ONE thing to remember about the Ukraine war is that it didn’t start in February, as many might think. It would be really short-sighted if we believe the war started then.
It started eight years ago in February 2014 during the aftermath of the Maidan Revolution in which a democratically-elected president of Ukraine was deposed with US interference; he managed to escape to Moscow and asked for Russian assistance.
In late 2013, the then-Ukraine Government under former premier Viktor Yanukovych was caught between a rock and hard place.
There was a tussle for influence between Russia and the European Union (EU) when the then Ukrainian prime minister Mykola Azarov asked for €20 bil (US$27 bil) in loans and aid.
The EU was willing to offer €610 mil (US$838 mil) in loans, but Russia was willing to offer more (i.e. US$15 bil) as well as cheaper gas prices.
In addition, the EU demanded major changes to Ukraine’s regulations and laws, but Russia did not.
Yanukovych then refused to sign a political association and free trade agreement with the EU at a meeting of the Eastern Partnership in Vilnius, Lithuania, on November 2013, choosing closer ties with Russia and the Eurasian Economic Union instead.
This led to a wave of large-scale protests known as Euromaidan, which went on for months as a prelude to the Maidan Revolution in February 2014 where clashes between protestors and special riot police became violent, resulting in the deaths of nearly 130 people, including 18 police officers.
Basically, the people in Western Ukraine favoured an agreement with the EU, while those in the east and south favoured closer ties with Russia.
In the wake of the bloody protests, on Feb 21, Yanukovych and the leaders of the parliamentary opposition signed a settlement agreement that called for early elections.
The following day, Yanukovych fled from the capital ahead of an impeachment vote that stripped him of his powers as president.
To make matters worse, shortly after his overthrow and exile to Russia, Ukraine’s eastern and southern regions erupted with pro-Russia unrest, with leaders of the Russian-speaking eastern regions of Ukraine declaring their continued loyalty to Yanukovych.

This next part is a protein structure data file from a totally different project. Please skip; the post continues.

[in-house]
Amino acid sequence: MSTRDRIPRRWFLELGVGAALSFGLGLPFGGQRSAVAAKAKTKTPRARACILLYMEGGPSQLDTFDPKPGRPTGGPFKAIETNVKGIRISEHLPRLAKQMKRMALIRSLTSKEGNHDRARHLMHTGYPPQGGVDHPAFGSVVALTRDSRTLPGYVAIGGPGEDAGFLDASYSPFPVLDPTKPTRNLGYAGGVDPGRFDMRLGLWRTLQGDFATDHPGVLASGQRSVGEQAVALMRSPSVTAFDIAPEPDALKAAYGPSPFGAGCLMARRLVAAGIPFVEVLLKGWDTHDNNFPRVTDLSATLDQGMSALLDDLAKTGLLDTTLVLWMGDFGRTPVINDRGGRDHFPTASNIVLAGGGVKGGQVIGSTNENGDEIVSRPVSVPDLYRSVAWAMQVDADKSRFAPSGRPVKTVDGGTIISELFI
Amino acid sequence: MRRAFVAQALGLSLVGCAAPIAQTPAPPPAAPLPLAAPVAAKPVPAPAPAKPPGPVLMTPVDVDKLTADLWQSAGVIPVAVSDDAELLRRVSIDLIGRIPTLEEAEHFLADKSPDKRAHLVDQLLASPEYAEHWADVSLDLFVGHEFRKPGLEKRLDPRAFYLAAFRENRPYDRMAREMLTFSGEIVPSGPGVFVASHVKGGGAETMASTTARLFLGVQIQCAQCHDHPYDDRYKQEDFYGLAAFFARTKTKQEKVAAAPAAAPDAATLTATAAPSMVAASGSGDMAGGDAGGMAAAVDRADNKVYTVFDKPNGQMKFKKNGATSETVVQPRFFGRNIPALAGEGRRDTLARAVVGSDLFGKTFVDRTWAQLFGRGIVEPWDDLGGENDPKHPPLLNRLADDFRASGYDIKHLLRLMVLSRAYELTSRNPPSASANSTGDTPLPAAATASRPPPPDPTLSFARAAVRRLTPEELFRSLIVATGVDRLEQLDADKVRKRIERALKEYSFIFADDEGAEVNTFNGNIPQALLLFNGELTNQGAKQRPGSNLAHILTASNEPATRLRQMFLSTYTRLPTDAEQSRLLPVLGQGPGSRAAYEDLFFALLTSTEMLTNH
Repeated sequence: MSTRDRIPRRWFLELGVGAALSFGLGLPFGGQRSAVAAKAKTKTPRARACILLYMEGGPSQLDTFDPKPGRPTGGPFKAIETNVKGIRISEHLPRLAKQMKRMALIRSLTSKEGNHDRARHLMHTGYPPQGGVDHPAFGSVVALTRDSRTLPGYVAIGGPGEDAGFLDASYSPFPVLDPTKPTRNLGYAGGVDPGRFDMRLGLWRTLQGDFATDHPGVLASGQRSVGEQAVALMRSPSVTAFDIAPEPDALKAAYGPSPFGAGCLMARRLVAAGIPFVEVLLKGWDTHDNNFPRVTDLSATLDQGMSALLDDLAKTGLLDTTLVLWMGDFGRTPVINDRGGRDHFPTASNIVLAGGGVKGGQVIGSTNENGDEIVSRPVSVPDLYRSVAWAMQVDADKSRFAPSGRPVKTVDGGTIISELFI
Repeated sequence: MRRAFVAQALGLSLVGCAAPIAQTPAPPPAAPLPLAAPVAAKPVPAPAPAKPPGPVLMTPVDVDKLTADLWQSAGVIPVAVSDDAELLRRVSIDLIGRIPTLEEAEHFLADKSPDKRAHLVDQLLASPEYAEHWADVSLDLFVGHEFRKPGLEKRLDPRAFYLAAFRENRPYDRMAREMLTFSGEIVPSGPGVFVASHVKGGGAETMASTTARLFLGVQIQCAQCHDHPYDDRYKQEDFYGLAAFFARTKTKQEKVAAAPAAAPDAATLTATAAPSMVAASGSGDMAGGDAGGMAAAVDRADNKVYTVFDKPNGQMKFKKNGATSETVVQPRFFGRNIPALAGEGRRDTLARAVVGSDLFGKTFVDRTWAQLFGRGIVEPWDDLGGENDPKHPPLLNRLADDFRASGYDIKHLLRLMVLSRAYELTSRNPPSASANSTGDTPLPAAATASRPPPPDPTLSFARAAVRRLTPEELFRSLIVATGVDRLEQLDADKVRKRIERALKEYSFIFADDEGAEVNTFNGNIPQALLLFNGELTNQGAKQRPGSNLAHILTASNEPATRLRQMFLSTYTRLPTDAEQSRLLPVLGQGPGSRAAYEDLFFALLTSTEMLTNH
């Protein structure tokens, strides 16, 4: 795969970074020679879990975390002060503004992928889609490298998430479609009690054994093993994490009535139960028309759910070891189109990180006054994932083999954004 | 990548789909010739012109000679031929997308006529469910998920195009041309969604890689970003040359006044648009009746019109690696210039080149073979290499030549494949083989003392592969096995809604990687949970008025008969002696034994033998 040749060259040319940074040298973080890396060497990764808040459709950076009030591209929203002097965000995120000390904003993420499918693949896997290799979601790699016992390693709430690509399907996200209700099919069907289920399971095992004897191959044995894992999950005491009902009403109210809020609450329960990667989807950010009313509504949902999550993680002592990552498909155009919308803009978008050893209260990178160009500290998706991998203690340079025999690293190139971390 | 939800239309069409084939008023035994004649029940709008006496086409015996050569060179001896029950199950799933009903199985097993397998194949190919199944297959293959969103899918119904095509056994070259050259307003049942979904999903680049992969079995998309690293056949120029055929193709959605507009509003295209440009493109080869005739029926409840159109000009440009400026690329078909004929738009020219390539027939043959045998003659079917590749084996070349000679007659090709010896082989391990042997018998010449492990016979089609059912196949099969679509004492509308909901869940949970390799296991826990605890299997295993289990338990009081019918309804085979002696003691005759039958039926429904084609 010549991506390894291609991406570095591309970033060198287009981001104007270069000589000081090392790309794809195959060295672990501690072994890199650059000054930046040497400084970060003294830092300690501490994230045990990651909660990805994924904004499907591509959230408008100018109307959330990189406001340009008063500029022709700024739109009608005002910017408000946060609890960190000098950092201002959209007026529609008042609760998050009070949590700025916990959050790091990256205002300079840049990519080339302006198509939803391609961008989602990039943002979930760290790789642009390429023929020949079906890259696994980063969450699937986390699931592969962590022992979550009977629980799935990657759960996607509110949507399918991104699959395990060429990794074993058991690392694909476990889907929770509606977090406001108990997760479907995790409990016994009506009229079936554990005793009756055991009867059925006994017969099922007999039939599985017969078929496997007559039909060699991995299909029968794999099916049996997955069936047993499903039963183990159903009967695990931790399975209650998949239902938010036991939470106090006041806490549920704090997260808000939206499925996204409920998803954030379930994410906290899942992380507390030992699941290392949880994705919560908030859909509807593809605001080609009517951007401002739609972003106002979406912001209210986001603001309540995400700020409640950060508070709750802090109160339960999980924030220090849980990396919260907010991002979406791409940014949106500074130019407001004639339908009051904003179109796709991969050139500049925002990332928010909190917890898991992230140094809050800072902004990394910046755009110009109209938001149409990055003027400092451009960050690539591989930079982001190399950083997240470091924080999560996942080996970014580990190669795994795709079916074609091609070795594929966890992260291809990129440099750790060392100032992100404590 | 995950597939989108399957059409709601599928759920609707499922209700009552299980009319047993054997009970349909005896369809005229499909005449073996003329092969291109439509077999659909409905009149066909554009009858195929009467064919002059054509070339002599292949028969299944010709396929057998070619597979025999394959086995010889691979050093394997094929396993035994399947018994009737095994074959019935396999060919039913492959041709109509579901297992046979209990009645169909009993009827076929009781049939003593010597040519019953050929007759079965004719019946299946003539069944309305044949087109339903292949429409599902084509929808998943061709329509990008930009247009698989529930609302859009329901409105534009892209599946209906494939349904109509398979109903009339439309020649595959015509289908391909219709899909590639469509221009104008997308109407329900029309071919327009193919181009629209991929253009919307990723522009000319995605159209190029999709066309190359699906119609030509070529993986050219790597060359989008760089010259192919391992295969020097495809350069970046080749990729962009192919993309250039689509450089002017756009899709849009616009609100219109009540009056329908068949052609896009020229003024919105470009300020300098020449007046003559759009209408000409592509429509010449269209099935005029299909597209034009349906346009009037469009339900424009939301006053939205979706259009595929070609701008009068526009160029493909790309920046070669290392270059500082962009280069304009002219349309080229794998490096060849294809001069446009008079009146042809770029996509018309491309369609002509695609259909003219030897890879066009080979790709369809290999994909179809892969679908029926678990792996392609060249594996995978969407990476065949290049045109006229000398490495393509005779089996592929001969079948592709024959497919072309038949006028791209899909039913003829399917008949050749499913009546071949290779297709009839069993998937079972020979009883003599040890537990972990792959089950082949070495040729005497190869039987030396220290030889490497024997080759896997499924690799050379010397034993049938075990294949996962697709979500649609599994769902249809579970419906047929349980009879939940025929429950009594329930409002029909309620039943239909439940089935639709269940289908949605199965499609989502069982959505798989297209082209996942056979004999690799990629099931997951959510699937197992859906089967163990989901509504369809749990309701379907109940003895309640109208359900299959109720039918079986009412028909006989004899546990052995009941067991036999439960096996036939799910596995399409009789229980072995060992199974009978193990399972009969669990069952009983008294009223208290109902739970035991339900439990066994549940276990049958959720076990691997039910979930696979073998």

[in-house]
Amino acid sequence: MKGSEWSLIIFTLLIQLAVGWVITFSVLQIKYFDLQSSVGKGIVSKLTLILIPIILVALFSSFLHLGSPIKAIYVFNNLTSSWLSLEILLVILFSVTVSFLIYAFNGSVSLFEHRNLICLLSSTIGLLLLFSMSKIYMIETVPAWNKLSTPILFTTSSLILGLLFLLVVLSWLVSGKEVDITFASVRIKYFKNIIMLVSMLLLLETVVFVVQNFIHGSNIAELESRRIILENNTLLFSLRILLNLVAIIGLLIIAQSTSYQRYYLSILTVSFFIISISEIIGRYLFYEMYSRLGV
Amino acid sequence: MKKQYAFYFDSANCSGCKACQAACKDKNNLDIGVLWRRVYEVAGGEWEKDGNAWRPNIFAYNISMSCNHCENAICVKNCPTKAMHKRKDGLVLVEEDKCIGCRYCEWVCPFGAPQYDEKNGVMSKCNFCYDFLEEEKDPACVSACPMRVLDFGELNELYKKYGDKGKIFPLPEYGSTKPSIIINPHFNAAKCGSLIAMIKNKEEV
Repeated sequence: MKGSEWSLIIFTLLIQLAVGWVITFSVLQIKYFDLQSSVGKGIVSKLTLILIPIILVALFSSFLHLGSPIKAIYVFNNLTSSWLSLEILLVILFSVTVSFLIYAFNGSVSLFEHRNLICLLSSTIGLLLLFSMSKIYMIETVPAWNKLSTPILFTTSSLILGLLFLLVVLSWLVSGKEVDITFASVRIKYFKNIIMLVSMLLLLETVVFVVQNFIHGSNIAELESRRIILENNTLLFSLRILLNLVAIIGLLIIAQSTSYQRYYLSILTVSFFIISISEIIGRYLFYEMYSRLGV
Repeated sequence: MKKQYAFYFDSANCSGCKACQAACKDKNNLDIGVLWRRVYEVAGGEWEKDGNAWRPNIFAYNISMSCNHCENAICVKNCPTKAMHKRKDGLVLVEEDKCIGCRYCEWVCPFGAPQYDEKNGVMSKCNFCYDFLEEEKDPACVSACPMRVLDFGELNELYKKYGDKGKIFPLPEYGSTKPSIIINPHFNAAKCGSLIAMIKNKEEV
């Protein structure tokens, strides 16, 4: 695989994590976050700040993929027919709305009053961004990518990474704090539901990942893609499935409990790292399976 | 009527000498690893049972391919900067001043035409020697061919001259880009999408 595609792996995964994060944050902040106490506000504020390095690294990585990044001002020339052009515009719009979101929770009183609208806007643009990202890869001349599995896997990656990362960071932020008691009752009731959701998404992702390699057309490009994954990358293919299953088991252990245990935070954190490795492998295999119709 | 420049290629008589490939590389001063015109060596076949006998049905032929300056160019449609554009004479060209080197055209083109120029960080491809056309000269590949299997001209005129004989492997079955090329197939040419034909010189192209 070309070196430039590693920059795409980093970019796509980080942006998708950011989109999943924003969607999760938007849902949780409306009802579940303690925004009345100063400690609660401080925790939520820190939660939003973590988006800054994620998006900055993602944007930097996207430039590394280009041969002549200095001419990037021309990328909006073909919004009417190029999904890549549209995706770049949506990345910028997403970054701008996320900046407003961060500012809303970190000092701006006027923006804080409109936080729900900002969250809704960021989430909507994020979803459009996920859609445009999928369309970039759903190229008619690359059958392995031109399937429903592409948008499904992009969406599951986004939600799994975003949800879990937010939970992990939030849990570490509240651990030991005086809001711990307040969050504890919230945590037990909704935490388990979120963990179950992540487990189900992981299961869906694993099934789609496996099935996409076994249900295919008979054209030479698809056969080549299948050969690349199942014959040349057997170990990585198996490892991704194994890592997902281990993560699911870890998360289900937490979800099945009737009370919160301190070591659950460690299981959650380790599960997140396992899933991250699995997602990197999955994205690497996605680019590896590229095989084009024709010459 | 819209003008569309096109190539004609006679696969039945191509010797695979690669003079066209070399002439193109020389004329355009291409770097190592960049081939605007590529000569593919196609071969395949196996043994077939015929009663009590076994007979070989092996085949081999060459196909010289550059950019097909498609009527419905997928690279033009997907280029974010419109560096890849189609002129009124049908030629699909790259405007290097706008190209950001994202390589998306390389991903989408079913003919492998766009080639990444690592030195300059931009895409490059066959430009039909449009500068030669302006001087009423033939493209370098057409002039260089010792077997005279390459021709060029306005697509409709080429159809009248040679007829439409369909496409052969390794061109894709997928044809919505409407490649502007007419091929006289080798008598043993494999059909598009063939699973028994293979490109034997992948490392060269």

On Feb 23, the Ukrainian Parliament adopted a bill to repeal the 2012 law, which gave the Russian language an official status.
Though the bill was not enacted, the proposal provoked negative reactions in the Russian-speaking regions of Ukraine, intensified by Russian media saying that the ethnic Russian population was in imminent danger.
On Feb 27, an interim Government was established and early presidential elections were scheduled.
However, the following day, Yanukovych resurfaced in Russia and declared in a press conference that he remained the acting president of Ukraine, just as Russia was beginning its overt military campaign in Crimea.
Russia considered the overthrow of Yanukovych to be an illegal coup and did not recognise the interim Government. On March 1, Russia’s Parliament approved a request from its president Vladimir Putin to deploy Russian troops to Ukraine.
Where was US interference in all these events?
These events were colour revolutions – a term used since around 2004 by the media worldwide to describe various anti-regime protest movements and accompanying (attempted or successful) changes of Government that took place in post-Soviet Eurasia during the early 21st century, namely countries of the former Soviet Union, the former Yugoslavia and China.
The term has also been more widely applied to several other revolutions elsewhere, including in the Middle East, the Asia-Pacific region and South America, dating from the late 1980s to the 2020s.
The first successful attempt at colour revolution (which wasn’t called by that name then) was the US Central Intelligence Agency (CIA)-engineered anti-regime protests in Iran that led to the downfall of the democratically elected ex-prime minister Mohammad Mosaddegh in favour of strengthening the unpopular monarchical rule of Shah Mohammad Reza Pahlavi on Aug 19, 1953.